s Thoughts from the Physics Chick: S is for Sunbeam

Monday, May 12, 2008

S is for Sunbeam

One of the nice things about my calling is that I'm not responsible for disciplining the Primary kids or for entertaining them. This is good, because I'm not naturally good at holding people's attention and I'd have a hard time making them behave. (I get bored and fidgity, too.)

However, I do still like interacting with the kids, especially when we're doing a craft project for Sharing Time. Yesterday we were making a Mother's Day project which involved folding a paper doily in quarters, tying a string to it (to make a sort of pocket), making a paper flower out of tissue paper and a pipe cleaner, and decorating a card. Needless to say, the younger kids needed a bit of help, so I ended up hanging out with the Sunbeams and assembling their pockets while they colored the cards.

We have identical twin boys in the Sunbeam class and I've been working hard at learning to tell them apart. (I'm trying to learn the names of all of the kids, but I obviously have to work a bit harder with those two.) So I sat and talked with them as I tied the strings on their doilies. I asked Daniel if he goes by "Dan" or always "Daniel." (Always "Daniel.") And I pointed out that the string actually changed colors, so Daniel's string was white and blue while Jeremy's string was white and pink. (Jeremy didn't seem to mind; he just drew "J's" all over his Mother's Day card — I guess so she would know who it was from. Daniel colored part of his card blue and called it good.) And then I made the mistake of calling the folded doily a "pocket," which Daniel didn't think was accurate. "This is a pocket," he said, pointing to his pants pocket. So then we discussed how many pockets he had in his pants and on his shirt. (Two in his pants and one on his shirt.)

Also, I told them that if you're tying string, you have to sing the "string song," which goes like this:

"String, string, stringy string
Stringy, stringy string.

String, string, stringy string
Stringy, stringy string.

String, string, stringy string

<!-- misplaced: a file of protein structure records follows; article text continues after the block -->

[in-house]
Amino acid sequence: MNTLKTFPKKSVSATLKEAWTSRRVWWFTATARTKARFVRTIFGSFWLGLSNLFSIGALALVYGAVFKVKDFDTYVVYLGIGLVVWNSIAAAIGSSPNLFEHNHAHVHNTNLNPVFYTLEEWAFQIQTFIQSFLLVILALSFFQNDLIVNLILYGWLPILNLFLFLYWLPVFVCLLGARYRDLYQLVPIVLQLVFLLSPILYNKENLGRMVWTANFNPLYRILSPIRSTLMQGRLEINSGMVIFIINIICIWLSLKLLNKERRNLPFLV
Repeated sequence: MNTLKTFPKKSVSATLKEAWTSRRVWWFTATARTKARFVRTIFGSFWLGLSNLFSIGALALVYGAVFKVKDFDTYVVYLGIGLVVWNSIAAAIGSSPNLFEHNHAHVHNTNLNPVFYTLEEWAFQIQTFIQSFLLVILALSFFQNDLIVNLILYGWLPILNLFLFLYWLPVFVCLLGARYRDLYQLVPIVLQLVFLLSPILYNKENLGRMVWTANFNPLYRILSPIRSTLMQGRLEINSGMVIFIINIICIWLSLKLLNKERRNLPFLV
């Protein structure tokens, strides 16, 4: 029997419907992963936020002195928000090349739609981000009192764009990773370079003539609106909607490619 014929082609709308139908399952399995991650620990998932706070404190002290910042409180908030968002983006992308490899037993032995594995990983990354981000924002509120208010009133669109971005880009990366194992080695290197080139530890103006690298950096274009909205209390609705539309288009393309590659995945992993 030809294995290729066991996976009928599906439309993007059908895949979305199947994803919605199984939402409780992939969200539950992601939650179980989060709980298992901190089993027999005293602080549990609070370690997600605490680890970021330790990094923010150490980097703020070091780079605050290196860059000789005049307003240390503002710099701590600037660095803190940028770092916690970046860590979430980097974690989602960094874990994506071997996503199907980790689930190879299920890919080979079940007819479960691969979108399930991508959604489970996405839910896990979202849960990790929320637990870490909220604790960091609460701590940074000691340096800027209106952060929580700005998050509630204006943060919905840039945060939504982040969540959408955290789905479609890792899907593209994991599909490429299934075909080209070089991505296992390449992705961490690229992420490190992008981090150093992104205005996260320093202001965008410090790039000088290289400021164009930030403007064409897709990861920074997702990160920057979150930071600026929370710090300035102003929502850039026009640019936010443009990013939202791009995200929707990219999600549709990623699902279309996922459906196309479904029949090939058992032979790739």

Stringy, stringy string."

They thought it was pretty funny, but maybe you had to be there.

I realized as I was heading back to the primary room that I'm probably the goofiest of all of the adults who work with the kids — I'm perfectly willing to have a prolonged discussion about pockets and string and to invent an impromptu "string song," if the occasion calls for it. I got to wondering where I inherited this quality and then I realized, Duh!

It started when my brother turned 3 and was scared to go to Sunbeams alone, so my dad would sit in on the class with him. Halfway through the year, the original teachers moved and my dad was always there anyway, so they called him to be the new teacher. So, every Sunday he brought a laundry basket of toys to church with him — we had an awesome Little Tykes road set — and entertained the kids with songs — "Johnny hammers with one hammer" — and stories about his dad. "My dad's hair was so red, they called him Red!" (True story. My grandfather was an airplane mechanic and all of his work shirts had "Red" embroidered on them instead of his given name.)

We were in a ward with a large percentage of single-parent families, so a lot of his kids didn't have a male adult in the home. (One of his girls called him her "daddy teacher" for years afterwards.) He had the calling for seven years, until my parents moved out of the ward.

It's odd that I should realize I'm my father's daughter on Mother's Day, but sometimes that's how life is. Anyway, Happy Mother's Day, Dad!